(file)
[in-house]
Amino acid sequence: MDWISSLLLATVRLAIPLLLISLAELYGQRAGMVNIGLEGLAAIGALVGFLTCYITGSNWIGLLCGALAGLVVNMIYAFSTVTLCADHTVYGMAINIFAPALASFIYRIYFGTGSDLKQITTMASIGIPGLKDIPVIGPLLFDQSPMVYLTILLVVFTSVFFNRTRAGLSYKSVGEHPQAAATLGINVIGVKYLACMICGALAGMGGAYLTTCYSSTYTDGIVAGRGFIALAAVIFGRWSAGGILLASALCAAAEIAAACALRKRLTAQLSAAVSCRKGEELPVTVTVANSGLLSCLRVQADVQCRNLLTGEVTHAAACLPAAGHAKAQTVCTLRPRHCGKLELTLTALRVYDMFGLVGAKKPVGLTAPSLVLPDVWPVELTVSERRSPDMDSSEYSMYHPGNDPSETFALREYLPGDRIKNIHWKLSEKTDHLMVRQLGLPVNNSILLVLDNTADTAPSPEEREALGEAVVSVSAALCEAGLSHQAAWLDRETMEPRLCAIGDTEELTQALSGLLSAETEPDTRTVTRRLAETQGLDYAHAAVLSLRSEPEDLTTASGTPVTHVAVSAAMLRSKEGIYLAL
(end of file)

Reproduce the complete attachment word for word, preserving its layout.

[in-house]
Amino acid sequence: MDWISSLLLATVRLAIPLLLISLAELYGQRAGMVNIGLEGLAAIGALVGFLTCYITGSNWIGLLCGALAGLVVNMIYAFSTVTLCADHTVYGMAINIFAPALASFIYRIYFGTGSDLKQITTMASIGIPGLKDIPVIGPLLFDQSPMVYLTILLVVFTSVFFNRTRAGLSYKSVGEHPQAAATLGINVIGVKYLACMICGALAGMGGAYLTTCYSSTYTDGIVAGRGFIALAAVIFGRWSAGGILLASALCAAAEIAAACALRKRLTAQLSAAVSCRKGEELPVTVTVANSGLLSCLRVQADVQCRNLLTGEVTHAAACLPAAGHAKAQTVCTLRPRHCGKLELTLTALRVYDMFGLVGAKKPVGLTAPSLVLPDVWPVELTVSERRSPDMDSSEYSMYHPGNDPSETFALREYLPGDRIKNIHWKLSEKTDHLMVRQLGLPVNNSILLVLDNTADTAPSPEEREALGEAVVSVSAALCEAGLSHQAAWLDRETMEPRLCAIGDTEELTQALSGLLSAETEPDTRTVTRRLAETQGLDYAHAAVLSLRSEPEDLTTASGTPVTHVAVSAAMLRSKEGIYLAL